One year later...

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Old 07-24-2008, 12:22 PM   #33
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Re: One year later...

Originally Posted by Timmay
I manage to get back into it for a week or so every once in a while. Then the MAX 11 Legends and the Generic fill ins kill the game entirely for me.

The gameplay is so damn awesome. The way they set up the create a team is absolutely anything but. This gameplay with full customizable rosters would have been GOLDEN.
yeah pretty much
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Old 07-24-2008, 04:59 PM   #34
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Re: One year later...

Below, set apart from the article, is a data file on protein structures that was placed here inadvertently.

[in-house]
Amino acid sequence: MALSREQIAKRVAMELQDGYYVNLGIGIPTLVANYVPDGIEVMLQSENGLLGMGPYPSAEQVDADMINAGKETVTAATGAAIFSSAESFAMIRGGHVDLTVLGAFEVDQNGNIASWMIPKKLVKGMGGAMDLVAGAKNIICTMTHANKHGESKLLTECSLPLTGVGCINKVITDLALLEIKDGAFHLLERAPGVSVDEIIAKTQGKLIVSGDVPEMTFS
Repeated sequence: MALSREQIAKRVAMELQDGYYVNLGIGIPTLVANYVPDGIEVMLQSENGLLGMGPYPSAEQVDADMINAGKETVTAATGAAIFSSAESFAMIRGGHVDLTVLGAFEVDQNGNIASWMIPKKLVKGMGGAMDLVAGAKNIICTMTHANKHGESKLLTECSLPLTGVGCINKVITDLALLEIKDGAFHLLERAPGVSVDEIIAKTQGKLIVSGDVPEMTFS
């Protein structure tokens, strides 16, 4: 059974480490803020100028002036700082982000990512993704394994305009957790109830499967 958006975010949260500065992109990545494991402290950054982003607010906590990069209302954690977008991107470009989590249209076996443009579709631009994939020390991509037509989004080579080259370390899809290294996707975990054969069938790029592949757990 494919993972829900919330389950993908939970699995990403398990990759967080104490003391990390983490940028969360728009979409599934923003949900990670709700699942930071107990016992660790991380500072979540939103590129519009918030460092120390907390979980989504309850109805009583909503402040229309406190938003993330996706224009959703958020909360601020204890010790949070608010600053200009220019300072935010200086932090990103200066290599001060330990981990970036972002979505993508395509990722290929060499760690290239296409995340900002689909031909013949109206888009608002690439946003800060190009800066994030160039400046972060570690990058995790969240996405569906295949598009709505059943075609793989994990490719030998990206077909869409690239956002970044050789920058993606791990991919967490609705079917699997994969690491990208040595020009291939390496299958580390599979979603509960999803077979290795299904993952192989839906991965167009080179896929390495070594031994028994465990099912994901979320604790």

Originally Posted by Radja
i used to feel the same way, but now playing and learning all the different players is way more fun than a franchise. the old players are pretty fun to use. and online, this game is amazing.
That's how I feel too. Once you step back and realize that every football game that had franchise had something fairly serious wrong with it, whether it was draft logic, trade logic, progression, or just plain freezing, the whole concept seems a bit bloated. Online versus the right kind of players in this game is infinitely interesting.
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Old 07-24-2008, 10:37 PM   #35
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Re: One year later...